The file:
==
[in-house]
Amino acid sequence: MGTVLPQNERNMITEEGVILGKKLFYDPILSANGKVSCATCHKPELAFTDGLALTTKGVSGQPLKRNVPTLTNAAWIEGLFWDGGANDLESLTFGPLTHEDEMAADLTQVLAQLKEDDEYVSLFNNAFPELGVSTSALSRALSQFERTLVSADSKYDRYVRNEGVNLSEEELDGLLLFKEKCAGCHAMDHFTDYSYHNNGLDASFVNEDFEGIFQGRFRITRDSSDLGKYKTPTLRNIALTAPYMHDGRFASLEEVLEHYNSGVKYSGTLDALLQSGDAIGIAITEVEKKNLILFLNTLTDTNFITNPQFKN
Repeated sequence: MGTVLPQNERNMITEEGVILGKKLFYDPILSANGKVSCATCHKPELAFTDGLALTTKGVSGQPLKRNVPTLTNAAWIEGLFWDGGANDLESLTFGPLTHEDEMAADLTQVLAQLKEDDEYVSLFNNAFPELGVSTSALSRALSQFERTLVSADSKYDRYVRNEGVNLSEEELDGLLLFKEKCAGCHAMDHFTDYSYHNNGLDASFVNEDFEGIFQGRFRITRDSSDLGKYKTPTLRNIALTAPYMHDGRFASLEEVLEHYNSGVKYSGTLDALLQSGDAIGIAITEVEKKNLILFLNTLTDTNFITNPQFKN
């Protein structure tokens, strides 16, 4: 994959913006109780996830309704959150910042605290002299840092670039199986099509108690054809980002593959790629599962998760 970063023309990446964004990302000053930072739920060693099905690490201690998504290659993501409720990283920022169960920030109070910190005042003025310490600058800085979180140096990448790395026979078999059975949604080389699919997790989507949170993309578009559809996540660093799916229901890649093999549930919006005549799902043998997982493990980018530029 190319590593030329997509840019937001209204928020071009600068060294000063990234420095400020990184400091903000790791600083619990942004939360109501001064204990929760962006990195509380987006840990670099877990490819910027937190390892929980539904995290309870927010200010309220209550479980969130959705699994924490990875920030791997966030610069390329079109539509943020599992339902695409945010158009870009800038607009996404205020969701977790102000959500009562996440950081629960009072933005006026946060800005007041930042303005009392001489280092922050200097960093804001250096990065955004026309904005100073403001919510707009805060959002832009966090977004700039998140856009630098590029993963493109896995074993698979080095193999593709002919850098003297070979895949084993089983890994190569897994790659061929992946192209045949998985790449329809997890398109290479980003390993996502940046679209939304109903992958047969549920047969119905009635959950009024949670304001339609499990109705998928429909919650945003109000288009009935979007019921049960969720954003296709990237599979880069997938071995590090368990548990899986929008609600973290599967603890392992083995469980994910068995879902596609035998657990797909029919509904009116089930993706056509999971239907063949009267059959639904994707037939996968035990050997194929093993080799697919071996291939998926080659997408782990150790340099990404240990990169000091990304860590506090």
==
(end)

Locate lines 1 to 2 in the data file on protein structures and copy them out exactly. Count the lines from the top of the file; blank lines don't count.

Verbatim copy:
[in-house]
Amino acid sequence: MGTVLPQNERNMITEEGVILGKKLFYDPILSANGKVSCATCHKPELAFTDGLALTTKGVSGQPLKRNVPTLTNAAWIEGLFWDGGANDLESLTFGPLTHEDEMAADLTQVLAQLKEDDEYVSLFNNAFPELGVSTSALSRALSQFERTLVSADSKYDRYVRNEGVNLSEEELDGLLLFKEKCAGCHAMDHFTDYSYHNNGLDASFVNEDFEGIFQGRFRITRDSSDLGKYKTPTLRNIALTAPYMHDGRFASLEEVLEHYNSGVKYSGTLDALLQSGDAIGIAITEVEKKNLILFLNTLTDTNFITNPQFKN